unlike last year (when the rains started falling not 10 minutes after i crossed the finish line) the weather was glorious for hanging around to cheer people in.  nav wasn't too far behind at 3:31:23, and eldon a minute back of that at 3:32:33.  janet was next at 3:37:25, and richard (whom we tried our best to cheer along by keeping the invisible 'elastic' intact) wrestled out a strong 3:43:54.

 just a beauty of an autumn day!

the champ is here!

my thanks go out to erin for again inviting me to be part of this fantastic event, and kailey ellis-chapman and her team for organizing a small-town-feel-big-deal-quality race!  i look forward to the 2016 edition and perhaps three-peating at 3:29:40! 

race gear for the 2015 County Marathon:


08 October 2015

race report - The County (1/2) Marathon 2015 [guest post]

“the people, the place and the pace”

Well this journey all started about a year ago.  My friend Patrick Voo was a pace bunny at the 2014 Prince Edward County Marathon (PEC) and I volunteered to accompany him and volunteer at the race.  I parked cars in the darkness of the morning and placed medals around finishes as they crossed the line – it was a great experience!  So when Patrick asked if I wanted to pace the ½ marathon I hesitated but remembering the hospitality and vibe from last year I said yes. After a few e-mails back and forth with the pace bunny organizer Erin we decided on 2:10 or 6:10/km.  A bit of a challenge for me as I settle in at about 5:30/km naturally.  So adjust my training, learn to slow down and we are on our way to Picton.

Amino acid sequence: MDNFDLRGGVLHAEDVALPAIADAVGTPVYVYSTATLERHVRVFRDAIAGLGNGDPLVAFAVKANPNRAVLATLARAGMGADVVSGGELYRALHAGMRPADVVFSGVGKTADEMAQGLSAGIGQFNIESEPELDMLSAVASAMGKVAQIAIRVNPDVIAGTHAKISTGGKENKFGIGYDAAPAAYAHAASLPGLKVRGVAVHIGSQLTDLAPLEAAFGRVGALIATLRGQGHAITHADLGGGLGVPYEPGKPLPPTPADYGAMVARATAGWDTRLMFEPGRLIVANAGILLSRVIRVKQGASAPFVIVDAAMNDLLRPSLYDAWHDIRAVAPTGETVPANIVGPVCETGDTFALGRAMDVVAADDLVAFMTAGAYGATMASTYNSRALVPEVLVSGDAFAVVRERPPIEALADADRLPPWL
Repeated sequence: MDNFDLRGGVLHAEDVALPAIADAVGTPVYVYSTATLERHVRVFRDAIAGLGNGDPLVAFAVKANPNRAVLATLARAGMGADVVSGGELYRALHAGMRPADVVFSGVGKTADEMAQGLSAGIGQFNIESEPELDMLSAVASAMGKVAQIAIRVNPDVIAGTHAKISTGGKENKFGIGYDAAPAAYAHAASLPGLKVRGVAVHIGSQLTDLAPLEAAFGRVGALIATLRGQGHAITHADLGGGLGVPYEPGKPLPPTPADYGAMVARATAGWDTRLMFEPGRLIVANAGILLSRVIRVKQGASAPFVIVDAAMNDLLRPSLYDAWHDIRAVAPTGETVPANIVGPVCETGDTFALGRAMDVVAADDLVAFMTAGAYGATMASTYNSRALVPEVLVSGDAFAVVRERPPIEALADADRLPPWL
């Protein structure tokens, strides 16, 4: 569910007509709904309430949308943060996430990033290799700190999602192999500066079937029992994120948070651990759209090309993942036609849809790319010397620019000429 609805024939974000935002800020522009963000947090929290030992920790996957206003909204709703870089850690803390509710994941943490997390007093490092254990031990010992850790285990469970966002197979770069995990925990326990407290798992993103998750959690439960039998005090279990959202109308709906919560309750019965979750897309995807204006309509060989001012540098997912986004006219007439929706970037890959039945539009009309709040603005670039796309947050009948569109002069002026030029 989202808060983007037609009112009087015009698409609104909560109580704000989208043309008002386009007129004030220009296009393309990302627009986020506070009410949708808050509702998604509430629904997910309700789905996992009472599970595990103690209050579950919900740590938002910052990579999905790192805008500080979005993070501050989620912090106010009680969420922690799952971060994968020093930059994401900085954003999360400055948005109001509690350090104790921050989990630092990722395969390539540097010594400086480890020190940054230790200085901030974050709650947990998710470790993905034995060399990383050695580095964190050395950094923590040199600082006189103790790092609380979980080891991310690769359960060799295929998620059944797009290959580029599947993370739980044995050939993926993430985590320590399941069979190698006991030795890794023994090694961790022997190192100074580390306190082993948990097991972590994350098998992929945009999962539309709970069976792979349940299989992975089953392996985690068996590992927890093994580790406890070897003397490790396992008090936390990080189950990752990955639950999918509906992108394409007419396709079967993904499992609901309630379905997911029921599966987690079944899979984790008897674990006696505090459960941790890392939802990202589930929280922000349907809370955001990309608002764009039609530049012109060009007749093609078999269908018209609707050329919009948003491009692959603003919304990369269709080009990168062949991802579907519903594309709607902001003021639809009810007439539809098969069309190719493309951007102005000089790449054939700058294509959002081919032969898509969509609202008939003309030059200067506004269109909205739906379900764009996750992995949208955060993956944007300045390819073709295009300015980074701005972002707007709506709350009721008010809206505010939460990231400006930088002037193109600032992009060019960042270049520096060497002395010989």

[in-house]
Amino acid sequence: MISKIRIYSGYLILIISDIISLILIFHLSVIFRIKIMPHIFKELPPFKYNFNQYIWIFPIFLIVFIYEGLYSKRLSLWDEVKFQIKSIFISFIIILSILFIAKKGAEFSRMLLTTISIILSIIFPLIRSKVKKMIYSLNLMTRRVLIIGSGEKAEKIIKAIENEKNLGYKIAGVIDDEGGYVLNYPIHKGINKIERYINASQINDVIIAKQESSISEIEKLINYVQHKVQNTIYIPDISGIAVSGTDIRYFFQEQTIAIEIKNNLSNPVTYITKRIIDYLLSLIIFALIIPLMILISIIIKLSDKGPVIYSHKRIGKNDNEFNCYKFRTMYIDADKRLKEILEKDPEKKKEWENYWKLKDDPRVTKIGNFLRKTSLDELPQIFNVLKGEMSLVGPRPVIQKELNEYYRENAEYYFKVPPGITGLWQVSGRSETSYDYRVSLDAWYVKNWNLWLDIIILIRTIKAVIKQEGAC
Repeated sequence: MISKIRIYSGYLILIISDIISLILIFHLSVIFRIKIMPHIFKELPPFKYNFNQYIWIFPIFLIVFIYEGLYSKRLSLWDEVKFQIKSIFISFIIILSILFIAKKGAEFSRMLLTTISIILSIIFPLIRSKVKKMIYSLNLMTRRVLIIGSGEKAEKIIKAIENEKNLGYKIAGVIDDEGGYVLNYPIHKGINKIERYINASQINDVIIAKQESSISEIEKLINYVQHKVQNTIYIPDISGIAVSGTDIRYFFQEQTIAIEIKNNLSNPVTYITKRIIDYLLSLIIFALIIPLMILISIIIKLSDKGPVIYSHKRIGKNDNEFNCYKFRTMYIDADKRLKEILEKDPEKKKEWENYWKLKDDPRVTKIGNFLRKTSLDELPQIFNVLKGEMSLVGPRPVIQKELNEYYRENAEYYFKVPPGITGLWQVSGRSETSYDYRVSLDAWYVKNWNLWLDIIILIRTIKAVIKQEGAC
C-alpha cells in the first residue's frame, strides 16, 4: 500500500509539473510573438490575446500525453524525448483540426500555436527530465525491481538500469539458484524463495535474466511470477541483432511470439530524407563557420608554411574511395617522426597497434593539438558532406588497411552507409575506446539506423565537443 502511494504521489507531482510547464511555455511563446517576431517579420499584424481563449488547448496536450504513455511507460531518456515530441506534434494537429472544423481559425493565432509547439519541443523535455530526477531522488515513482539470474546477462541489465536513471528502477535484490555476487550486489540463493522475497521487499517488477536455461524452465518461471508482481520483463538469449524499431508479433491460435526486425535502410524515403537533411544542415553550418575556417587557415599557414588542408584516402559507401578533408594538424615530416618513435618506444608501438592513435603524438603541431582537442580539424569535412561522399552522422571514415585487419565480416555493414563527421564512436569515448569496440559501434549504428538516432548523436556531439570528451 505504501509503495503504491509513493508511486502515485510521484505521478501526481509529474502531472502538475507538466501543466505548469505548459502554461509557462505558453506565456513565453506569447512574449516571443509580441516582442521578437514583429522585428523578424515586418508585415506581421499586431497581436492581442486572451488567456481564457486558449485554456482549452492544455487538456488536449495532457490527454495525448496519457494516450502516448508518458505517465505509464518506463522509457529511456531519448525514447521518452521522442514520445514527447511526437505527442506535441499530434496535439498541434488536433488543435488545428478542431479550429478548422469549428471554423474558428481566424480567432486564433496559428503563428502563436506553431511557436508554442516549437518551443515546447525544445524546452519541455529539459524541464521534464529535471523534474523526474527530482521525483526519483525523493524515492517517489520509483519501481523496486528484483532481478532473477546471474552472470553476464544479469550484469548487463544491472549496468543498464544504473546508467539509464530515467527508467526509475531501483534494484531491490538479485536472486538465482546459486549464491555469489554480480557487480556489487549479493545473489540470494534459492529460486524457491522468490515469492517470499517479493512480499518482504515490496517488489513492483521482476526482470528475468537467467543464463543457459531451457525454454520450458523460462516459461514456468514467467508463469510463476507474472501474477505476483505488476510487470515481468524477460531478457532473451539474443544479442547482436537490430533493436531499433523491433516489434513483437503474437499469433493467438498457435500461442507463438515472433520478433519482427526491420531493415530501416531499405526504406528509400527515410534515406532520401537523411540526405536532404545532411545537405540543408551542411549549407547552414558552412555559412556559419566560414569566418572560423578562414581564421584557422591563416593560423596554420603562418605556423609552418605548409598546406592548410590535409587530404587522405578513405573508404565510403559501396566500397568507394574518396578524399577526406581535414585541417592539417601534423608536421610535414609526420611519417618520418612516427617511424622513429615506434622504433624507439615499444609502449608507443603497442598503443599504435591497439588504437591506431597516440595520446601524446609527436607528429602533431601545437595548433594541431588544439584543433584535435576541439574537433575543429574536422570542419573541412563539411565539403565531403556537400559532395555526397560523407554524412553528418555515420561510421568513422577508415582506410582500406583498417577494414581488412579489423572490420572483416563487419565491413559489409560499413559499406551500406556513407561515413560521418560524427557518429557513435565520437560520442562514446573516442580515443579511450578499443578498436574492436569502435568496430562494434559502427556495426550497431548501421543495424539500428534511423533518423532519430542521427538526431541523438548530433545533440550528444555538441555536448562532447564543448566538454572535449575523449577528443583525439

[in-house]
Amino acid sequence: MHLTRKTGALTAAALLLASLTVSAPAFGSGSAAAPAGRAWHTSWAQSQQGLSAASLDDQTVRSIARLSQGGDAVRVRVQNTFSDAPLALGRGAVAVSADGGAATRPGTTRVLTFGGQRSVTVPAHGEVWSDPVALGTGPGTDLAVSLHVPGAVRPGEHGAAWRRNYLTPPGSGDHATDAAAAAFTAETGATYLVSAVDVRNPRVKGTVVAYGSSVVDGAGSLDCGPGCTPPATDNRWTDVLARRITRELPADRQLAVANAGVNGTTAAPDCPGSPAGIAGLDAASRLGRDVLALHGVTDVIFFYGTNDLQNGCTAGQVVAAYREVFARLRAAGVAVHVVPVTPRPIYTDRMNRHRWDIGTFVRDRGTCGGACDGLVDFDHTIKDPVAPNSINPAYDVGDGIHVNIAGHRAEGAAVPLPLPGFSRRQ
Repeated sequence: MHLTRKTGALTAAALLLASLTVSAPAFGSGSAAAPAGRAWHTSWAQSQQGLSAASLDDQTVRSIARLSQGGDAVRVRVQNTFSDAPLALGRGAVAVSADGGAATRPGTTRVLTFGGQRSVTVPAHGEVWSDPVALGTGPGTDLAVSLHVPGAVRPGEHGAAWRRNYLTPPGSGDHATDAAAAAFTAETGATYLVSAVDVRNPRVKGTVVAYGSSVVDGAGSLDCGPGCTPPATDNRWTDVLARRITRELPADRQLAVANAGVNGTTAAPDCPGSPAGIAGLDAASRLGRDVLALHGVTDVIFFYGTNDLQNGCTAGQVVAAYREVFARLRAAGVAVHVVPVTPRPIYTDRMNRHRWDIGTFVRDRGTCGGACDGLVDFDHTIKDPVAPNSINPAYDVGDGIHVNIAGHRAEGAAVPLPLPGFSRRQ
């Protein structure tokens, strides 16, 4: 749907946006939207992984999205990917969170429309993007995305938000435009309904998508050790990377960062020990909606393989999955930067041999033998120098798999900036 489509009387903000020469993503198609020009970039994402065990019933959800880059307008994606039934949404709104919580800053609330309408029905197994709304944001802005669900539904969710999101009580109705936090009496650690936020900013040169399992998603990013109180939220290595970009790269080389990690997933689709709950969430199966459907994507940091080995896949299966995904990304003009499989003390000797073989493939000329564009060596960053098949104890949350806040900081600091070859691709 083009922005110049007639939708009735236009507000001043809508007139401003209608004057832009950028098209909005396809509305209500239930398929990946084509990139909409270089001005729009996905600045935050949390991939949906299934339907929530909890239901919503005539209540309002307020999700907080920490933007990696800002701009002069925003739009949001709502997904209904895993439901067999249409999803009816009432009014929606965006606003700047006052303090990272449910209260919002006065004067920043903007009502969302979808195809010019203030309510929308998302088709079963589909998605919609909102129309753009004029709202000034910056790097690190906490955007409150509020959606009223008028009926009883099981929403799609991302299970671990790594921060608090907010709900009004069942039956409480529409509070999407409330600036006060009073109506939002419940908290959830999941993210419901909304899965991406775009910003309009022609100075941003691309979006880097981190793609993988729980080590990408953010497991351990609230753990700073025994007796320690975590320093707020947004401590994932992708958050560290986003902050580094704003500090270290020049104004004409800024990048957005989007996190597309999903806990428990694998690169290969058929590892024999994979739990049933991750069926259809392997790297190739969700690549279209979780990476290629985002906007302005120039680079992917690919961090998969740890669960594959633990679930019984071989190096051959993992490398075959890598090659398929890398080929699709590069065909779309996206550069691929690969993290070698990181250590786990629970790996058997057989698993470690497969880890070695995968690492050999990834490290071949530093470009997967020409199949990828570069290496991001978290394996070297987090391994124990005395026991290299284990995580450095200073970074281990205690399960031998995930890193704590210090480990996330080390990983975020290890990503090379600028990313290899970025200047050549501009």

A four hour drive down had my legs achy and sore, but the time with Patrick to chat about faith, family, life and running (and running, and running) was well worth it.  We showed up to the expo, got our bunny ears, bibs (mine was listed as “SABO” not Lewis – Patrick says they do that for the elites?), shirts and socks and headed out our motel for the night.

Got our clothes all laid out for the race based on listening to the weather (the weather is of great concern for this particular location).  We probably put more though into this and spent more time on it then a teenage girl getting ready for a prom!

Out for dinner in scenic Napanee and somehow avoided maybe the best and biggest fish & chips in the world (every other person in this little restaurant was having them) and settled for a toasted western and a huge salad.  Back to check the weather again, write, read and lights out about 9 pm.

Race Day – Pre-Race

Rotten sleep and up at stupid o’clock (4:30am).  Patrick went out for a run! I ate, checked the weather again, got on our race gear, packed up and on the road at 6 am.  To the PEC and dropped Patrick off to catch his bus for the marathon.  Now I had three and a half hours to do something with.